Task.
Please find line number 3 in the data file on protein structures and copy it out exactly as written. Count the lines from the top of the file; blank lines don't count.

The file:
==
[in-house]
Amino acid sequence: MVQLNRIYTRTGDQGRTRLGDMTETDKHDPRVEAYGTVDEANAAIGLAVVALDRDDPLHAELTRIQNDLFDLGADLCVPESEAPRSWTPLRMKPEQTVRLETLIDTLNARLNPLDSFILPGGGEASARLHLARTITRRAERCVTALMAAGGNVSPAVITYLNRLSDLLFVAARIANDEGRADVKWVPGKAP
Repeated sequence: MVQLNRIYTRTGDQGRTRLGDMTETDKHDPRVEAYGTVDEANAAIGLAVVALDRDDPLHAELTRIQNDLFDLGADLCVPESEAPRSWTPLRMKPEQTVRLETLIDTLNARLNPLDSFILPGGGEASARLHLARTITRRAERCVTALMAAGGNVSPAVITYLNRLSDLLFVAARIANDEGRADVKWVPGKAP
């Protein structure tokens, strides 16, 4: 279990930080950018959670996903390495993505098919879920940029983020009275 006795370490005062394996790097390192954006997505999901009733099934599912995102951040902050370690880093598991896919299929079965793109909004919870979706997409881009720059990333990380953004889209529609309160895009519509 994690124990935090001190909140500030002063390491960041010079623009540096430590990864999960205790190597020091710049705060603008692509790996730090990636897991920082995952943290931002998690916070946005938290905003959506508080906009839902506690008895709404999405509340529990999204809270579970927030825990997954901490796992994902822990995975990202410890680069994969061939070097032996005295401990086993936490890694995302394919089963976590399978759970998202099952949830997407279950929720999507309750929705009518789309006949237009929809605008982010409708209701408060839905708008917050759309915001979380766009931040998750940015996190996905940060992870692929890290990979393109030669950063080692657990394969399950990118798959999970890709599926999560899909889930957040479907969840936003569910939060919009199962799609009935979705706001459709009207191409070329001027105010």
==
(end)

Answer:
Repeated sequence: MVQLNRIYTRTGDQGRTRLGDMTETDKHDPRVEAYGTVDEANAAIGLAVVALDRDDPLHAELTRIQNDLFDLGADLCVPESEAPRSWTPLRMKPEQTVRLETLIDTLNARLNPLDSFILPGGGEASARLHLARTITRRAERCVTALMAAGGNVSPAVITYLNRLSDLLFVAARIANDEGRADVKWVPGKAP